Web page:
In 1989, I started my banking career in the training department and launched the computer-based training (eLearning) function. The business problem the bank was solving was to find more efficient and effective ways to train the approximately 800 school leavers to become tellers and bank clerks. We effectively created a range of short learning programs, sent out to over 100 branches via 3.5 inch floppy disks to be used in stand alone PCs. Every month, branch administrators downloaded training data onto a disk and sent it to head office for collation (I sound really old now!).
I vividly remember visiting a branch (I even recall the location – Karrinyup in the northern suburbs of Perth) and having a conversation with a teller, prior to the introduction of a new core banking system that was moving from green text based screens, to using a PC based system. The teller said to me that she didn’t want to learn new computer skills, she just wanted to keep being an awesome teller serving customers. I said to her “fantastic, we need people who want to be really great at serving our customers, so keep doing this. Just focus on learning one new skill – learn to use a mouse. Get comfortable doing this. If you learn this, then the rest will be easy”. I went back to that branch quite a few months later and the teller came up to me and said that she had learnt to use the mouse and was excited about learning how to use the new core banking system.
This is a really great example of how someone adopted a growth mindset to learn a new skill to enable them to adopt the new technology when it arrived at the branch. This is what we all need to adopt in preparing for the introduction of AI and new technologies over the coming years.
AI technologies have already changed how we watch TV (think Netflix recommendations) listen to music (think Spotify recommended playlists) and how we search the Internet (think Siri and Alexa). There are many predictions talking about how AI will eliminate jobs, but equally, there are predictions that 85% of new jobs by 2030 do not even exist right now (Dell Technologies and Institute for the Future).
The Dot-com boom happened over 2 decades ago and no one predicted the explosion of social media. Roles that have since emerged include app developer, data scientist, digital marketing manager and UX designer.
I think the most appropriate way to think about how AI will impact the future of work is not to think of how machines will displace people, but think of how they can work together to improve organisational performance and to improve the quality & enjoyment of work. Think about the types of work that people do really well – creativity, perception, persuasion, innovation, communication and problem solving; and the work that computers (or machines) do really well – high speed data calculation and repetitive tasks. There are many aspects (tasks) to everyone’s role that are highly repetitive and do not add much value. Imagine if we can automate these things and get our people focused on what really adds value and what they are really good at and enjoy. This will result in people and machines doing things together that previously were not possible.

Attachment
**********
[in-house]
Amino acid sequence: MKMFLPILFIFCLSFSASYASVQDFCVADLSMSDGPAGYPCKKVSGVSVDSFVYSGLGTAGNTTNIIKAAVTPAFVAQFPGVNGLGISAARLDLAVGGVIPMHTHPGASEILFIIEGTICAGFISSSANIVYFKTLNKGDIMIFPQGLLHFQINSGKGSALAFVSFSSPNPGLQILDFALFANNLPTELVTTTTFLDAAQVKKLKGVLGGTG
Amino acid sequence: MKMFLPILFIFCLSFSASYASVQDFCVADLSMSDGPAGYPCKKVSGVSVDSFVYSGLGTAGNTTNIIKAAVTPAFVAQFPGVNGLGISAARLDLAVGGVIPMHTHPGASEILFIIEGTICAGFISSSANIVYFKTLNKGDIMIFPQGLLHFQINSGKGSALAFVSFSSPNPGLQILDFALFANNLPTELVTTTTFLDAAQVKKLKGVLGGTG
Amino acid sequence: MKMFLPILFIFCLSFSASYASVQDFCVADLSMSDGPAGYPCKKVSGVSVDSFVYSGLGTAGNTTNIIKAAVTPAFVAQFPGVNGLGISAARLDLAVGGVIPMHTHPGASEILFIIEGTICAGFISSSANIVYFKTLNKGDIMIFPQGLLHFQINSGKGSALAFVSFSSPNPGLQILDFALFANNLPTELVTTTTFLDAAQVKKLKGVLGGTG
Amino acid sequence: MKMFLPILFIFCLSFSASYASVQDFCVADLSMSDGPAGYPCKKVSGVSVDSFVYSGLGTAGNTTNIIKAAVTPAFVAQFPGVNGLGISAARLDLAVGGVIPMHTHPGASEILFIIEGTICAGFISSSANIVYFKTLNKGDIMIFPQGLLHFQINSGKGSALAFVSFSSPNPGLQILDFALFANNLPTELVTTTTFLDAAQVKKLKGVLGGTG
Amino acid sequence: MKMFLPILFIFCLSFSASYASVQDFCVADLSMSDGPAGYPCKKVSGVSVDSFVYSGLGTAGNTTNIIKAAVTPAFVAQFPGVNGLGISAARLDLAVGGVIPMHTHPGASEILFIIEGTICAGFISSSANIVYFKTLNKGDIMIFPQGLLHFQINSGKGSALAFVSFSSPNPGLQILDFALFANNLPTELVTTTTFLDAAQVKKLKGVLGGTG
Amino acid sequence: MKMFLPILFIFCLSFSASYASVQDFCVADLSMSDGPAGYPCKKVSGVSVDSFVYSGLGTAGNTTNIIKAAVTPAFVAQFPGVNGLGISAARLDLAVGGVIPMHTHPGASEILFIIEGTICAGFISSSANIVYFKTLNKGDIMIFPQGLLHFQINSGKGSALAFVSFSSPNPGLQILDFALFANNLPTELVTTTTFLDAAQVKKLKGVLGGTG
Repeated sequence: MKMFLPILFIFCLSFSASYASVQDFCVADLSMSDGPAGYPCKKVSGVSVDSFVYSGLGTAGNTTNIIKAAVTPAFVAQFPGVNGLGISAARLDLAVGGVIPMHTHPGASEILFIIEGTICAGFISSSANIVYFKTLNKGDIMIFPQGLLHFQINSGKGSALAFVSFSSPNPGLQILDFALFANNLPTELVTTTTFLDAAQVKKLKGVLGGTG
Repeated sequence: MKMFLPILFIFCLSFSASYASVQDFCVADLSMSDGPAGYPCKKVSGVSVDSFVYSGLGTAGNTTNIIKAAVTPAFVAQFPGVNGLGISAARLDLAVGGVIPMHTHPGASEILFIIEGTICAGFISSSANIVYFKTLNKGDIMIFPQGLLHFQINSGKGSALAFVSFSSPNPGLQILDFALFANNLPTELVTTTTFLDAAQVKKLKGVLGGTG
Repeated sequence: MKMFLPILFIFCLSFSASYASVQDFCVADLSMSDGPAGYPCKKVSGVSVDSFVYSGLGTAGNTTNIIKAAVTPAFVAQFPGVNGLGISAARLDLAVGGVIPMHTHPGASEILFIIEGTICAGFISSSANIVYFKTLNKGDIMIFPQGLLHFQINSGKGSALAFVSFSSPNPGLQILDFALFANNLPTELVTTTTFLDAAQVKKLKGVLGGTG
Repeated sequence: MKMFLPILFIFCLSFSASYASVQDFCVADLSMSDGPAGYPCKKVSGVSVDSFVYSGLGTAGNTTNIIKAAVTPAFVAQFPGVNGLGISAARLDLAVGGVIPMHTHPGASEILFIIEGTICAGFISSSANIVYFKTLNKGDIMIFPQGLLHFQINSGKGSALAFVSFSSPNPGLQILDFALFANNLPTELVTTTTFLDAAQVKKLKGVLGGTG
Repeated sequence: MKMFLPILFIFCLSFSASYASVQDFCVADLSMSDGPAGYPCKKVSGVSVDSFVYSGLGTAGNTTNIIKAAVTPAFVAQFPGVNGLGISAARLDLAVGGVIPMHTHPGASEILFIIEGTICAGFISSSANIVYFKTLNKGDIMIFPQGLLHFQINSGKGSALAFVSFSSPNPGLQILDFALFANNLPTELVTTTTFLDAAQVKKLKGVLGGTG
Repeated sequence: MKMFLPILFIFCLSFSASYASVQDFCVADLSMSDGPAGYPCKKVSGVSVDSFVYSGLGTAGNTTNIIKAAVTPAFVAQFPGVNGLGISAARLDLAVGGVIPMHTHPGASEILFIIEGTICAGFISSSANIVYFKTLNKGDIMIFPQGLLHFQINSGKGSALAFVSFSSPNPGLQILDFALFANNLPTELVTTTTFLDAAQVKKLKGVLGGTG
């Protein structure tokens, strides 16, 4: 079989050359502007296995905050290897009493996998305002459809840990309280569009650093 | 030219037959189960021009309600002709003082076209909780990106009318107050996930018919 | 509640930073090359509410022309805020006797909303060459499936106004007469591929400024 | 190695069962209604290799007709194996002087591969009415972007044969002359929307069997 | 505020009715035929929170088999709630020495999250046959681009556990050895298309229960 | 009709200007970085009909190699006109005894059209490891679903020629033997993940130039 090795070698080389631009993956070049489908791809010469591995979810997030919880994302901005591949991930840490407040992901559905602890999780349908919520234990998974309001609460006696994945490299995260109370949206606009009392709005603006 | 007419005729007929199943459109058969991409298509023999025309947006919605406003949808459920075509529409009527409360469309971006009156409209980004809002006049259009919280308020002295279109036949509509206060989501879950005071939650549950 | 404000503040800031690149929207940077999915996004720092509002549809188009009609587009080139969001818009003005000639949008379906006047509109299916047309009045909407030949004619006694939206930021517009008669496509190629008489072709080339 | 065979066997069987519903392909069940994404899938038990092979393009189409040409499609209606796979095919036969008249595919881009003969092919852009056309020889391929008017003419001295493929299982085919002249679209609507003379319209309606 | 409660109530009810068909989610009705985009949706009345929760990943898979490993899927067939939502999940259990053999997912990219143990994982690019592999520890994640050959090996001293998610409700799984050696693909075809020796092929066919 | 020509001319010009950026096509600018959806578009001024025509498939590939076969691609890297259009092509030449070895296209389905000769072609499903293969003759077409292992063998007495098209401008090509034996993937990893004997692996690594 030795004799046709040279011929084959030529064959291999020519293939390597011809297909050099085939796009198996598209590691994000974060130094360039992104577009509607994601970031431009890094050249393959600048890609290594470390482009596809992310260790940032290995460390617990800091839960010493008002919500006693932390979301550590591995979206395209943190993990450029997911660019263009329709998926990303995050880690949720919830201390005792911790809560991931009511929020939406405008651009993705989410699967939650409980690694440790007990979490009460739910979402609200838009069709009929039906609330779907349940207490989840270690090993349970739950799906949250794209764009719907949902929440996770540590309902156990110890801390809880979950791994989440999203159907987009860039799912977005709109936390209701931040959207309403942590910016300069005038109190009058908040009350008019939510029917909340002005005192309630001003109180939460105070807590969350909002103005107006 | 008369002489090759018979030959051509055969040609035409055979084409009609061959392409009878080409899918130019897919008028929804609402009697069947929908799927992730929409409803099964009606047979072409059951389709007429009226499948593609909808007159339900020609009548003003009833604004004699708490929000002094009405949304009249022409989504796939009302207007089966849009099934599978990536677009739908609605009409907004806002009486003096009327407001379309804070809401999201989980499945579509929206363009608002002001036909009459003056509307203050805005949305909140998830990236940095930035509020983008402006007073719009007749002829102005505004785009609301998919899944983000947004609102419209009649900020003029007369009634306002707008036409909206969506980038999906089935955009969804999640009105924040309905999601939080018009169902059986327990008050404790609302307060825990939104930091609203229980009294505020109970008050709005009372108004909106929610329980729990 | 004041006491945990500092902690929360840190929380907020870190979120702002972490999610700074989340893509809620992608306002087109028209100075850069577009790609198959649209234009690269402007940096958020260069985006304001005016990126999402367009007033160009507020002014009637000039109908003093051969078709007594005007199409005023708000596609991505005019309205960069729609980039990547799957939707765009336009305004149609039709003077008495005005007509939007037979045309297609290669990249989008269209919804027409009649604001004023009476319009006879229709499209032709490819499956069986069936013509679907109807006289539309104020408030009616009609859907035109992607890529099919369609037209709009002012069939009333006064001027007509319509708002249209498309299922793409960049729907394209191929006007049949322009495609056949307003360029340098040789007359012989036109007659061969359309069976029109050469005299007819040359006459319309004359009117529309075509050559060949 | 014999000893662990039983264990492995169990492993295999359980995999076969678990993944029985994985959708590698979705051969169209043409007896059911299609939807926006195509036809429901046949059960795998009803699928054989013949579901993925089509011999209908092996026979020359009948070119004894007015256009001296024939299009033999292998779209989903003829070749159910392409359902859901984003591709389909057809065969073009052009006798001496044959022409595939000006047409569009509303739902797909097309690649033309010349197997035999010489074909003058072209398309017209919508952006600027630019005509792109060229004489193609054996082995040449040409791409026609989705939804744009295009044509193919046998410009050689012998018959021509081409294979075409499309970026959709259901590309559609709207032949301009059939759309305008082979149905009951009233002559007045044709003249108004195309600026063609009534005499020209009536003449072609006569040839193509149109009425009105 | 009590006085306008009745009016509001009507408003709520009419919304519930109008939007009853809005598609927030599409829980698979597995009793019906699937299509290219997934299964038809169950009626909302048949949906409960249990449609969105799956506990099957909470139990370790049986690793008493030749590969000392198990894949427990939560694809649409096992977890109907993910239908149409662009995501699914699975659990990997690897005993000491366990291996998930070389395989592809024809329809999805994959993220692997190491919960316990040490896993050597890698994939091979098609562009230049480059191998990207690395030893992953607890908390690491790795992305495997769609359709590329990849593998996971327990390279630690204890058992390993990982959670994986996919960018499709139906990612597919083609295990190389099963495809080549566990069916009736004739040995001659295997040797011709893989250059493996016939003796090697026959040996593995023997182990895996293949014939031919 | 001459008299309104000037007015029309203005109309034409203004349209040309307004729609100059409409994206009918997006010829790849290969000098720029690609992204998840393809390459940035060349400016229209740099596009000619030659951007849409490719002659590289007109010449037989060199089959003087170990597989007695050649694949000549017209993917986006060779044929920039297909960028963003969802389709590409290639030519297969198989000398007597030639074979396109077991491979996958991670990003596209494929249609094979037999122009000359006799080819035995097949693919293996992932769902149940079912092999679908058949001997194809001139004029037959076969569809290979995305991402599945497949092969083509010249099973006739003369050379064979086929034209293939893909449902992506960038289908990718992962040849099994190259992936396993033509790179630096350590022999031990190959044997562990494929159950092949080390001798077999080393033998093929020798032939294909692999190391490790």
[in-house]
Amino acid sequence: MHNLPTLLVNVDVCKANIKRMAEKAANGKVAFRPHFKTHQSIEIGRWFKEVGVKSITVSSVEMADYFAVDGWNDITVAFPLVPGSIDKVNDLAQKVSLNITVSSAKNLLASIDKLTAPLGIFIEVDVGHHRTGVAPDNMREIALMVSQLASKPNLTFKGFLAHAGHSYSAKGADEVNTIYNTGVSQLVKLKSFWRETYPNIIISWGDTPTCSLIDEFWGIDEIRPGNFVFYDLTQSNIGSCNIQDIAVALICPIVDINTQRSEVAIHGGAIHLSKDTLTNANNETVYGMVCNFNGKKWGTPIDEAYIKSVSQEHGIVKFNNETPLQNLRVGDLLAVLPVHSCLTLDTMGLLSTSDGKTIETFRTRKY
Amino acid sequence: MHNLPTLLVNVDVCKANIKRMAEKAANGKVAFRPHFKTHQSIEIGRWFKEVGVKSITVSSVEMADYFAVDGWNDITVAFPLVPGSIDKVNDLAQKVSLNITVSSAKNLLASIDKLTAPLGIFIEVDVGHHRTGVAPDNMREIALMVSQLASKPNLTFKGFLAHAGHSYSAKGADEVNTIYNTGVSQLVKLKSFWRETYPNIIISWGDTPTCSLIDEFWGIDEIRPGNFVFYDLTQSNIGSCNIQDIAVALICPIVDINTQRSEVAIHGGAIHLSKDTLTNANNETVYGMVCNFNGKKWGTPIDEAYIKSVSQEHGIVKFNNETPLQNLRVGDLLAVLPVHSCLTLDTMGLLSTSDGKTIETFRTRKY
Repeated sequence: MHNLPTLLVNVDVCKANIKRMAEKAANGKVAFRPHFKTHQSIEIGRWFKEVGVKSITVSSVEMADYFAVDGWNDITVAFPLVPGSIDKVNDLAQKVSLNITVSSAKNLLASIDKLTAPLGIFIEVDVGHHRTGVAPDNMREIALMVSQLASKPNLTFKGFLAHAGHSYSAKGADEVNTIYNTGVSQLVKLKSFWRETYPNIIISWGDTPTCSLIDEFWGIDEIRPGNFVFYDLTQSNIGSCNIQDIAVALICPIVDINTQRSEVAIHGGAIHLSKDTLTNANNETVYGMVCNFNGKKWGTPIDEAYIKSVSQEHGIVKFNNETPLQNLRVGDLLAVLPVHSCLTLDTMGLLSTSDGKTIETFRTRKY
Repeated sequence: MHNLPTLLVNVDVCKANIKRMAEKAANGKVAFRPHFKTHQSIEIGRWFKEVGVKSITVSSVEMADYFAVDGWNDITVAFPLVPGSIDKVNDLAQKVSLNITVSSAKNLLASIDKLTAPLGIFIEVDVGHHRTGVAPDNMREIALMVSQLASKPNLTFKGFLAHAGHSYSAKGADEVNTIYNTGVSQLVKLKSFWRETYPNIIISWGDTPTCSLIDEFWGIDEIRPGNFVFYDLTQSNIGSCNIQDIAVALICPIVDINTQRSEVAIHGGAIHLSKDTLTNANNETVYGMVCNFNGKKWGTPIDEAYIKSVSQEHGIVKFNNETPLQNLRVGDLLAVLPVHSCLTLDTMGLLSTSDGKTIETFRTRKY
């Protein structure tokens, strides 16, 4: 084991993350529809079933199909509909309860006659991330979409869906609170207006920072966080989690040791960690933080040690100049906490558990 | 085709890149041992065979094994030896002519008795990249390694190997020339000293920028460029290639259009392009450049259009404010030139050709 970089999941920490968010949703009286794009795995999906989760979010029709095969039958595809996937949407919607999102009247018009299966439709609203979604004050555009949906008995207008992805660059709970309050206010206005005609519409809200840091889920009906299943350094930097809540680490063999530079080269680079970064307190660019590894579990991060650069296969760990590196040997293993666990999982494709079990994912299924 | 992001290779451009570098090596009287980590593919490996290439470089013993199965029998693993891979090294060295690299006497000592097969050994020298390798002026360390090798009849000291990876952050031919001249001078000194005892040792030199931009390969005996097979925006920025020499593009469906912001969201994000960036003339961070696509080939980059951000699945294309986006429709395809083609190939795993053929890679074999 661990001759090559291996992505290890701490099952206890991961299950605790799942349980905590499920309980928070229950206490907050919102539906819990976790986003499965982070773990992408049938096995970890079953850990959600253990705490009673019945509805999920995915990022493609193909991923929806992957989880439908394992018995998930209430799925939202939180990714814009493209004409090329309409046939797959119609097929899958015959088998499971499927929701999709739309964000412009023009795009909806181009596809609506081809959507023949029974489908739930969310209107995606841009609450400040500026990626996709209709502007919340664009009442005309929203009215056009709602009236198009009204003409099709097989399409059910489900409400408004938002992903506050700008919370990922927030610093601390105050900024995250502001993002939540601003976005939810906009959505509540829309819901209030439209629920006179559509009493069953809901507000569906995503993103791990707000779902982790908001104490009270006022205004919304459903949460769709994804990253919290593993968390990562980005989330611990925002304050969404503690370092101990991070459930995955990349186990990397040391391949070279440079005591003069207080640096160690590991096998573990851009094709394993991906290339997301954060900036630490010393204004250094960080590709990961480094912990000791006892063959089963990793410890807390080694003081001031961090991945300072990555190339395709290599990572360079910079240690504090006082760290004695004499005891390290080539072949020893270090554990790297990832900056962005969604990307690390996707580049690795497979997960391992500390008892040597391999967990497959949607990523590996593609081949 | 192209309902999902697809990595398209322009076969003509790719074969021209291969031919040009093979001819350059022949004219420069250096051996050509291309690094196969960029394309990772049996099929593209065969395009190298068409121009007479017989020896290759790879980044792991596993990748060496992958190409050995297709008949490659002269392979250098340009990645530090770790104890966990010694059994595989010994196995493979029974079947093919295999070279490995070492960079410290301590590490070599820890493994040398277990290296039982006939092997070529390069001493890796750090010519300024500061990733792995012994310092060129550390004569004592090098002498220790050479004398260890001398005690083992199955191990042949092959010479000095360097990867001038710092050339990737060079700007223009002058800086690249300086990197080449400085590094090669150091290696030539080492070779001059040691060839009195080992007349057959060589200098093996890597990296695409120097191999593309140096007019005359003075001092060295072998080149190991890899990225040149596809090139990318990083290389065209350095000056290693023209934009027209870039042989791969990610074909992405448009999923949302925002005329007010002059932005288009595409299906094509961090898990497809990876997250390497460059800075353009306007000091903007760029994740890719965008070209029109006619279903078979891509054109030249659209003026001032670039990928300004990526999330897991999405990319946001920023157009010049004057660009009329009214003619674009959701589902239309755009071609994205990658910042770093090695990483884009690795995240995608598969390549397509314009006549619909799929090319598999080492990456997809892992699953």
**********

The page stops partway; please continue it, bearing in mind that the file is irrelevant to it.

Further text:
McKinsey published research back in 2017 that helps us to look at industry sector and tasks undertaken that has the potential to be automated. A sample of the research is shown below:
The red dots show tasks that can be automated and the size of the dot indicates the amount of time spent on each task. The work that can be automated are mostly repetitive cognitive tasks in a predictable environment.
Many organisations are only just beginning their AI journeys (or considering the impact of the 4th Industrial Revolution). As I have previously written, any introduction of new technologies must be linked to business strategy. What is certain is that future organisational and people capabilities will be different. Some of these will include:
- Technical capabilities – data literacy (understanding the value of data & interpreting data)
- People capabilities – leadership, growth mindset, creativity, collaboration, social (emotional) intelligence, critical thinking/reasoning, growth mindset, judgement & decision making (based on data), continuous learning
- Culture – cross-functional collaboration, empowerment of front line workers, innovation & experimentation
deliberatepractice is currently developing a range of services and products to assist people and organisations in preparing for and implementing AI technologies. This will include diagnostics, digital fluency & data literacy, understanding current and future organisational capabilities; culture change to enable digital transformation and leadership development specifically targeting future capability requirements.
An adaption of a quote by Ramakrishna that I feel captures the change and opportunity ahead:
The breeze of change is always blowing, set your sail to catch that breeze.
Bruce McCowan – Partner Performance